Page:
6 Smart Ways to Eat Your Meat

The news seems intent on telling you that meat can kill you. This is how to do it right.

If you follow mainstream health news over the last few years, or watch any of the latest string of pseudo-scientific Netflix documentaries promoting veganism you probably think that meat is a public health hazard on par with opioids and asbestos. The fact is, once you get past the click-bait headlines, the news isn’t as bad as it sounds.

Many of these outlets use a study conducted by the World Health Organization that put processed meat in the same cancer-causing class as smoking. The first thing to know about this study is that the evidence was focused on processed meat, such as bacon, sausage, and bologna. This was not a study of organic free-range chicken breasts, line-caught tilapia, and grass-fed ribeyes. (Not to mention, the people who eat a lot of processed meats are probably not particularly health-conscious in other aspects of their lives.) Secondly, being in the same class as cigarettes means that scientists are equally as certain of the fact that processed meat causes cancer as they are about smoking. It does not mean that eating meat carries the same cancer risk as being a smoker.

Eating meat does present a cancer risk, though, even if it is sometimes overstated While many feel that cutting out meat carries its own set of risks (such as the type-II diabetes, metabolic disorders, and cardiovascular disease associated with the potential weight gain of a high-carb diet,) there are several ways to have your steak and eat it too.

Cook Gently

Harsh forms of cooking such as pan-frying, searing, deep frying, and grilling over open flame tend to increase the production of heterocyclic amines (HCAs) which are linked to many of the forms of cancer cited in the WHO study (namely colorectal, prostate, and pancreatic cancers.) Cooking at temperatures under 300 degrees, such as braising, baking, poaching, and using a pressure-cooker or crockpot, minimizes the formation of HCAs.

Marinate Your Meat

Almost any liquid will help reduce the formation of cancer-causing compounds formed during high heat. Olive oil, soy sauce, stock, vinegar, coffee, yogurt, teriyaki sauce, coconut milk, or any combination will do the trick. Some research suggests that antioxidant-rich herbs such as turmeric, garlic, ginger, paprika, and various peppers can also inhibit formation of toxins. One study found that marinating chicken with honey was very effective at blocking the formation of HCAs.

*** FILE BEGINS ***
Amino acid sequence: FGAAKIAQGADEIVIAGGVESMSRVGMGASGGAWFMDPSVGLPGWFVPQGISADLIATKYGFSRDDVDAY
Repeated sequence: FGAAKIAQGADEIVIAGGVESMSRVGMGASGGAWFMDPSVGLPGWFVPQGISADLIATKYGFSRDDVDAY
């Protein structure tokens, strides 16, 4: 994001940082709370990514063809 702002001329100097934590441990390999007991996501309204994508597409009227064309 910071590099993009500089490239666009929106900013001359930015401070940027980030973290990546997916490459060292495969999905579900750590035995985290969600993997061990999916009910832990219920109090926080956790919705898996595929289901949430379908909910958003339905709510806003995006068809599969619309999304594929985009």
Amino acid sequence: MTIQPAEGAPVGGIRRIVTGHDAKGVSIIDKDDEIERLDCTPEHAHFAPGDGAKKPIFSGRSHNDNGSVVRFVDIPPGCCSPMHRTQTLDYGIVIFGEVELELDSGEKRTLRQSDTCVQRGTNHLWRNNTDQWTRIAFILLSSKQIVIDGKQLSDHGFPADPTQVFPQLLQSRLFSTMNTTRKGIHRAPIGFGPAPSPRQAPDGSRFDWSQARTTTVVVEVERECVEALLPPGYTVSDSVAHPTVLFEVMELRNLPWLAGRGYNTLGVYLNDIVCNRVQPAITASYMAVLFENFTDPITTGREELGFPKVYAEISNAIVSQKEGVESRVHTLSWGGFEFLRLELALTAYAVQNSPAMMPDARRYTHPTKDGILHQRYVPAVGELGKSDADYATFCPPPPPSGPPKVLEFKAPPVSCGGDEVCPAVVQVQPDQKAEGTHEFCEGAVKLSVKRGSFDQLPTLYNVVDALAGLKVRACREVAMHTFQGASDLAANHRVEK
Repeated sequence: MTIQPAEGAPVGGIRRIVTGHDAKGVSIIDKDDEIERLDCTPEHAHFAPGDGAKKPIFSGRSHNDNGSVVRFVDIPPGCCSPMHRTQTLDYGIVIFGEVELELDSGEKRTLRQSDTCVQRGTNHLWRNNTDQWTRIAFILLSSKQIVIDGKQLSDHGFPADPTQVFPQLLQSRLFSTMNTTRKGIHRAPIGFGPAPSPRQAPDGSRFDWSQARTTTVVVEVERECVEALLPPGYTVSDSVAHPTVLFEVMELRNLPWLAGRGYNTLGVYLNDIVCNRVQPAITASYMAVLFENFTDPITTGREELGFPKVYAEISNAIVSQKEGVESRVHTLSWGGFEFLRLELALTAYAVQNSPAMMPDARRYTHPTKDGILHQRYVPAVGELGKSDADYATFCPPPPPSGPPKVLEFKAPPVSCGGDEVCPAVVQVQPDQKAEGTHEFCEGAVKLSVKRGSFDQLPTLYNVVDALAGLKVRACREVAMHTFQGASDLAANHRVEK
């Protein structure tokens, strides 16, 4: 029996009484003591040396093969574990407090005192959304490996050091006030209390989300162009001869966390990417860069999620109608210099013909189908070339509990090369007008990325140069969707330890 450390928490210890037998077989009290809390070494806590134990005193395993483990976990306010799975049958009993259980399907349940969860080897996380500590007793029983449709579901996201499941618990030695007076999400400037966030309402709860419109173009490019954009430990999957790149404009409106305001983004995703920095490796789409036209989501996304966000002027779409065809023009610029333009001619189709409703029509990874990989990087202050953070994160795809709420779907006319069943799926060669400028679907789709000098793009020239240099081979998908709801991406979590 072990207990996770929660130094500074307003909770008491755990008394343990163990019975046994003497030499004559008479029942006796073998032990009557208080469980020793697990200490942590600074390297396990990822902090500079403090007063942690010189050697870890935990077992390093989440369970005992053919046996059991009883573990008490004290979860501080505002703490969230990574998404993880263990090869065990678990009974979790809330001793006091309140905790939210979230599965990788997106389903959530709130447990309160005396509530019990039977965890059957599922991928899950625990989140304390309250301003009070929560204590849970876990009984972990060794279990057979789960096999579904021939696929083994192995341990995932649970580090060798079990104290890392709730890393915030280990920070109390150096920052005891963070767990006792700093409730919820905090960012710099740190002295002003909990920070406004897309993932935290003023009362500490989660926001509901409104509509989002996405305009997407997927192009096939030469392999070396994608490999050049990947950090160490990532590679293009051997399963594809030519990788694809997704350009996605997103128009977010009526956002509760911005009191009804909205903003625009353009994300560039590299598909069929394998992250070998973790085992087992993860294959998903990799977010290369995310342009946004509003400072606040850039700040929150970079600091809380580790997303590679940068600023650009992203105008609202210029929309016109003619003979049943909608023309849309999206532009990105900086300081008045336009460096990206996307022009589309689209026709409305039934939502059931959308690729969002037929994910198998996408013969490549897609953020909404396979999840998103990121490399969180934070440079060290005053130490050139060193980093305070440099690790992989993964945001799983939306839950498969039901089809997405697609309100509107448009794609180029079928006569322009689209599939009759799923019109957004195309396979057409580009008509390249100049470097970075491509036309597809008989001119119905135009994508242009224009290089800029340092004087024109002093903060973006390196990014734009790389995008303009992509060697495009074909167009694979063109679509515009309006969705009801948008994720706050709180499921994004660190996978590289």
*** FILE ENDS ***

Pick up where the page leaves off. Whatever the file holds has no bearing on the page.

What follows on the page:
Grill it Rare

When you do sear a steak, cook it on the rare side. Not only do professional chefs recommend it that way, but a study published in the journal Mutation Research found that people who ate their meat well done had almost nine times the risk of colorectal cancer as those who ate their meat rare. A review of several different studies, published in Nutrition and Cancer, found an association of multiple different cancers with well done meat.

Use the Right Oil

If you pan-fry meat or spray your grill, stay away from using seed oils. A number of animal studies show that the combination of heme iron, which is found in meat, and seed-based oils can create a cancer-promoting environment in the colon of rats. The culprit seems to be the heavy presence of polyunsaturated fatty acids in oils such as sunflower, safflower, rapeseed, soybean, and corn, as well as generic vegetable oil and Canola oil, which are typically made from some combination of seed oils. Research shows that coconut oil and avocado oil, which are both terrific for cooking with high heat and low in polyunsaturated fatty acids, did not produce this same cancer-causing effect.

Eat Your Steak With Greens

When you just have to have a steak seared in a cast-iron pan or over hot coals, be sure to have a big helping of green vegetables with it. (Just have a big helping of vegetables with everything.) A study published in the journal Carcinogenesis found that cruciferous vegetables, such as Brussels sprouts, cabbage, cauliflower, kale, and bok choy, reduce the formation of HCAs in charred meat. Further research from the Indian Journal of Experimental Biology showed that broccoli was protective against a number of potentially cancer-causing substances produced in cooked meat.

Have a Glass of Wine

This is by no means mandatory, but if you do plan to have a drink with your steak, make it red wine. Why? Some carcinogens are produced in the gut when red meat is digested. A study in the Journal of Agricultural and Food Chemistry found that polyphenol-rich foods such as red wine reduces the amount of disease-producing substances that are formed in the digestive tract. And it doesn’t have to be wine. Coffee, tea, berries, dark chocolate, and many vegetables are also loaded with polyphenols.

Mike Carlson

Mike Carlson

Medical Science/Health Writer and Editor - http://bit.ly/3anof4K

Mike Carlson is a freelance health and fitness writer and a lifelong Southern Californian. He graduated from Loyola Marymount University in Los Angeles what feels like a long time ago, and has been a full-time editor for Los Angeles Magazine, Men’s Fitness, and the UFC, as well as a copy writer for various nutritional supplement companies. As a health reporter, he’s crafted features for the American Optometric Association, Stanford Health Care, the National Hemophilia Foundation and USA Today. Mike spends most of his free time applying sunscreen, but between slatherings he coaches soccer, competes in various endurance races and loves to explore the culinary and outdoor majesty of his home state. Current obsessions include the Los Angeles Dodgers, kombucha and distilling bourbon at home. He lives in Los Angeles with his wife, two children, and a bulldog named Frankie.